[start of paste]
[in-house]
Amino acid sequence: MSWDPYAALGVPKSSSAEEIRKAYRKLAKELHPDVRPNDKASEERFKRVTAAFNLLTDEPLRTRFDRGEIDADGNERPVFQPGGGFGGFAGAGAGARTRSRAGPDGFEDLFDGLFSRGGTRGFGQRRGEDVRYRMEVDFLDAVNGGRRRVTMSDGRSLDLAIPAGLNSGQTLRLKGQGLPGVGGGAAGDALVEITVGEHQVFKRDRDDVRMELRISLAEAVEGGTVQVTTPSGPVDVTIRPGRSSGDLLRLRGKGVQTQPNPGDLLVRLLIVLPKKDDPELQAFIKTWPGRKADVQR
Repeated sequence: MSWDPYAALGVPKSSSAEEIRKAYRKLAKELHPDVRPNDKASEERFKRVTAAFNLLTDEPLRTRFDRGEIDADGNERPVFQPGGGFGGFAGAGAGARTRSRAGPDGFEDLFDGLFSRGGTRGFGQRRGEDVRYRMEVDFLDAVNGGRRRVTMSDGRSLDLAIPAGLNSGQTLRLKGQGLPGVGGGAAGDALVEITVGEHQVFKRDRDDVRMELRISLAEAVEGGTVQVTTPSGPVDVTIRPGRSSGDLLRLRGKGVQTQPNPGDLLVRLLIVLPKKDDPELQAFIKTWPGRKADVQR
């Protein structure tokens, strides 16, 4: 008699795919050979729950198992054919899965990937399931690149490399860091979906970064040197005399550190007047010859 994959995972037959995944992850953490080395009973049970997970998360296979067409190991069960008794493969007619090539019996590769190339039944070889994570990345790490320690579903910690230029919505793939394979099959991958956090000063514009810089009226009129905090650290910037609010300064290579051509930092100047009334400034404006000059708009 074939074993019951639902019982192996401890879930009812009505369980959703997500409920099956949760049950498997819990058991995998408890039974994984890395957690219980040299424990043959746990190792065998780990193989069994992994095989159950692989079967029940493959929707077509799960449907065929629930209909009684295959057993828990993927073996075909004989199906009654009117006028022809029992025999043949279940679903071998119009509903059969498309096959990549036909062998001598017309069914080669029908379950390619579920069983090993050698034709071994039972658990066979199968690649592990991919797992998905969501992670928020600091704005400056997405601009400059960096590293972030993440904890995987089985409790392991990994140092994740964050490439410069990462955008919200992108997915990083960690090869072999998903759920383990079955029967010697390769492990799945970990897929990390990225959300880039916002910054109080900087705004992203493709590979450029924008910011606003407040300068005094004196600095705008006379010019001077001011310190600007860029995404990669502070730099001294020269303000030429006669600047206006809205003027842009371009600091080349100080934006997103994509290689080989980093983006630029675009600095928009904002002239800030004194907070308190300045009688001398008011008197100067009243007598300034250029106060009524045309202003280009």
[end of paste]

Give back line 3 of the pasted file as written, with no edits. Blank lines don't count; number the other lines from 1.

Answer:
Repeated sequence: MSWDPYAALGVPKSSSAEEIRKAYRKLAKELHPDVRPNDKASEERFKRVTAAFNLLTDEPLRTRFDRGEIDADGNERPVFQPGGGFGGFAGAGAGARTRSRAGPDGFEDLFDGLFSRGGTRGFGQRRGEDVRYRMEVDFLDAVNGGRRRVTMSDGRSLDLAIPAGLNSGQTLRLKGQGLPGVGGGAAGDALVEITVGEHQVFKRDRDDVRMELRISLAEAVEGGTVQVTTPSGPVDVTIRPGRSSGDLLRLRGKGVQTQPNPGDLLVRLLIVLPKKDDPELQAFIKTWPGRKADVQR